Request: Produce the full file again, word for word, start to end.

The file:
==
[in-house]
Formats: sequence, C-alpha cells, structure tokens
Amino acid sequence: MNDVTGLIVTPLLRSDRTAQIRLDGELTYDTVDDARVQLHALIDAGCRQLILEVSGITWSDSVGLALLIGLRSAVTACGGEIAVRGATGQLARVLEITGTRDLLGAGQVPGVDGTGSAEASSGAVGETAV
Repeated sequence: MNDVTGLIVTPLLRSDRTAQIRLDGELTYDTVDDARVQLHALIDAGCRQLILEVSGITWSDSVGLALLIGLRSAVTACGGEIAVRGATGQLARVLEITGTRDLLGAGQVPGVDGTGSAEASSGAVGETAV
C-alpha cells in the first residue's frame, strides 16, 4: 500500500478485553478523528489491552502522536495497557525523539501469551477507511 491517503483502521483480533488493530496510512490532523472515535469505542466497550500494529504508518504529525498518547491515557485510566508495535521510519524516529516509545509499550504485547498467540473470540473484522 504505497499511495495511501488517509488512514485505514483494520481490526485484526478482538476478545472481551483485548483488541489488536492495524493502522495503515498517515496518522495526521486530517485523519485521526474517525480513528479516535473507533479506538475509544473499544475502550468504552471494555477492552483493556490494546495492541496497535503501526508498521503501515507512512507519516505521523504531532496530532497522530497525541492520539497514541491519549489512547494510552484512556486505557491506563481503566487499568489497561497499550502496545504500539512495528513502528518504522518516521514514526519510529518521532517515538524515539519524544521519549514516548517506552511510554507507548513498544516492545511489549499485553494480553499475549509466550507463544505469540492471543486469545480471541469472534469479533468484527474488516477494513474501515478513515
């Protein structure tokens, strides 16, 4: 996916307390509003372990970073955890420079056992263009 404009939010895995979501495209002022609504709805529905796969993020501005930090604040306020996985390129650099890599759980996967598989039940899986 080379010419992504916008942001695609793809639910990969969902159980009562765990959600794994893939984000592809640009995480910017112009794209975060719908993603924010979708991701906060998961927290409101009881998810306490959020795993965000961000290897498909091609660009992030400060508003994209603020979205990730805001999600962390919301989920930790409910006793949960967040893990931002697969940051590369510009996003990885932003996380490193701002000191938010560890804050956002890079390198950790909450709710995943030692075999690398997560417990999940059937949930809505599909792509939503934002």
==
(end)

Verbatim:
[in-house]
Formats: sequence, C-alpha cells, structure tokens
Amino acid sequence: MNDVTGLIVTPLLRSDRTAQIRLDGELTYDTVDDARVQLHALIDAGCRQLILEVSGITWSDSVGLALLIGLRSAVTACGGEIAVRGATGQLARVLEITGTRDLLGAGQVPGVDGTGSAEASSGAVGETAV
Repeated sequence: MNDVTGLIVTPLLRSDRTAQIRLDGELTYDTVDDARVQLHALIDAGCRQLILEVSGITWSDSVGLALLIGLRSAVTACGGEIAVRGATGQLARVLEITGTRDLLGAGQVPGVDGTGSAEASSGAVGETAV
C-alpha cells in the first residue's frame, strides 16, 4: 500500500478485553478523528489491552502522536495497557525523539501469551477507511 491517503483502521483480533488493530496510512490532523472515535469505542466497550500494529504508518504529525498518547491515557485510566508495535521510519524516529516509545509499550504485547498467540473470540473484522 504505497499511495495511501488517509488512514485505514483494520481490526485484526478482538476478545472481551483485548483488541489488536492495524493502522495503515498517515496518522495526521486530517485523519485521526474517525480513528479516535473507533479506538475509544473499544475502550468504552471494555477492552483493556490494546495492541496497535503501526508498521503501515507512512507519516505521523504531532496530532497522530497525541492520539497514541491519549489512547494510552484512556486505557491506563481503566487499568489497561497499550502496545504500539512495528513502528518504522518516521514514526519510529518521532517515538524515539519524544521519549514516548517506552511510554507507548513498544516492545511489549499485553494480553499475549509466550507463544505469540492471543486469545480471541469472534469479533468484527474488516477494513474501515478513515
């Protein structure tokens, strides 16, 4: 996916307390509003372990970073955890420079056992263009 404009939010895995979501495209002022609504709805529905796969993020501005930090604040306020996985390129650099890599759980996967598989039940899986 080379010419992504916008942001695609793809639910990969969902159980009562765990959600794994893939984000592809640009995480910017112009794209975060719908993603924010979708991701906060998961927290409101009881998810306490959020795993965000961000290897498909091609660009992030400060508003994209603020979205990730805001999600962390919301989920930790409910006793949960967040893990931002697969940051590369510009996003990885932003996380490193701002000191938010560890804050956002890079390198950790909450709710995943030692075999690398997560417990999940059937949930809505599909792509939503934002």